- Step 5. Starting from the cubic splines interpolation of the shift function that we have found (violet curve in upper panel Fig. J.1d) we can define new equidistant points (yellow dots in lower panel Fig. J.1)d) that define the same shift function. The yellow equidistant points are separated 100 nm. We call these yellow points Control points.
- Step 6. We now introduce the shift function into the calculation of the theoretical FDC. The results are shown in Fig. J.1e. Again, the black curve is the experimental FDC, the green curve is the predicted FDC without the local shift correction and the magenta curve is the predicted FDC with the local shift function obtained previously. Note that the magenta and green curves are identical, except for local contractions and dilatations of the magenta curve. The slopes of the magenta and the black curves now coincide. Still, the NNBP energies must be fit to make the height of the rips between the theoretical and experimental curve coincident.
- Step 7. At this point we start the Monte Carlo fitting algorithm. At each Monte Carlo step we propose new values for the 10 NNBP energies and we also adjust the shift function in order to superimpose the theoretical and experimentally measured FDCs. The shift function is adjusted by modifying the values of the control points (yellow dots in lower panel of Fig. J.1)d). The horizontal position of the yellow points is always the same (e.g., the yellow dots located at Relative Distance = -1000 nm will always be located there). What we change when we adjust the shift function is the value of each point (e.g., the yellow dot located at Relative Distance = -1000 nm may change its shift value from -54 to -20 nm). During the Monte Carlo optimizing procedure the shift function modifies its shape as the NNBP energies are modified. The results are shown in Fig. J.1f. Black curves show snapshots of the evolution of the shift function during the optimization process from the initial shape (red curve). The green curve shows the final shift function (the control points are not depicted in Fig. J.1f, only the interpolated shift function). When we finally calculate the theoretical FDC using the optimal shift function and the optimal NNBP energies we get the maximum overlap between the theoretical prediction and the experimental FDC. Black curve in upper panel in Fig. J.1g is the experimental FDC and red curve is the predicted FDC after having fit the NNBP energies and the shift function. The correction for drift has now finished. The optimal shift function is also shown in the right panel in Fig. J.1g.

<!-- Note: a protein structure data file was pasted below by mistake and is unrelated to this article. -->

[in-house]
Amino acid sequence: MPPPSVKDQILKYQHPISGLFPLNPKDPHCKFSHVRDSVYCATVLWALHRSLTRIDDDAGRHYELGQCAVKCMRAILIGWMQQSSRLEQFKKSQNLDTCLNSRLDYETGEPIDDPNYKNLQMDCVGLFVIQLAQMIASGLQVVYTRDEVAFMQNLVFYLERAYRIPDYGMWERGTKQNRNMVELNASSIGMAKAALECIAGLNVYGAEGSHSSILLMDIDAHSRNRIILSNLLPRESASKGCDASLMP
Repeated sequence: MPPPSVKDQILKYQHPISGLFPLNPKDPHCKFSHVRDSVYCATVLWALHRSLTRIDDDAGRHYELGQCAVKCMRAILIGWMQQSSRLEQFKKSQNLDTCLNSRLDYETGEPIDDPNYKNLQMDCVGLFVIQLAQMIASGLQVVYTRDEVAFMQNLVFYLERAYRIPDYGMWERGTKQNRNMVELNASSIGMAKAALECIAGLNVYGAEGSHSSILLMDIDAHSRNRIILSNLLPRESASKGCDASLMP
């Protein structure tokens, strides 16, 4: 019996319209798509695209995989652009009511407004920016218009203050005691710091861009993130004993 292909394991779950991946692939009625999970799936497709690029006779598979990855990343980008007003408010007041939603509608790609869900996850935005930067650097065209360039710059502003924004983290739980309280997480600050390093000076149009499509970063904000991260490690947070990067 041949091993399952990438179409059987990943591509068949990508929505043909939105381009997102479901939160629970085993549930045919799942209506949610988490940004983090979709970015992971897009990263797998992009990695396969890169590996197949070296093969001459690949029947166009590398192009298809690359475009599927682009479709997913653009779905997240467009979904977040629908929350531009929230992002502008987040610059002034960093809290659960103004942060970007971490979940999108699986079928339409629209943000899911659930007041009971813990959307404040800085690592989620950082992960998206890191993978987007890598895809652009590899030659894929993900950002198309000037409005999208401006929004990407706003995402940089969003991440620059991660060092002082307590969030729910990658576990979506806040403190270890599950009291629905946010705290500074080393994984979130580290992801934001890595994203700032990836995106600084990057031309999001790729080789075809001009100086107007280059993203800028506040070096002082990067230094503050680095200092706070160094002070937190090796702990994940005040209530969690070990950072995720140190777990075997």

JM Huguet 2014-02-12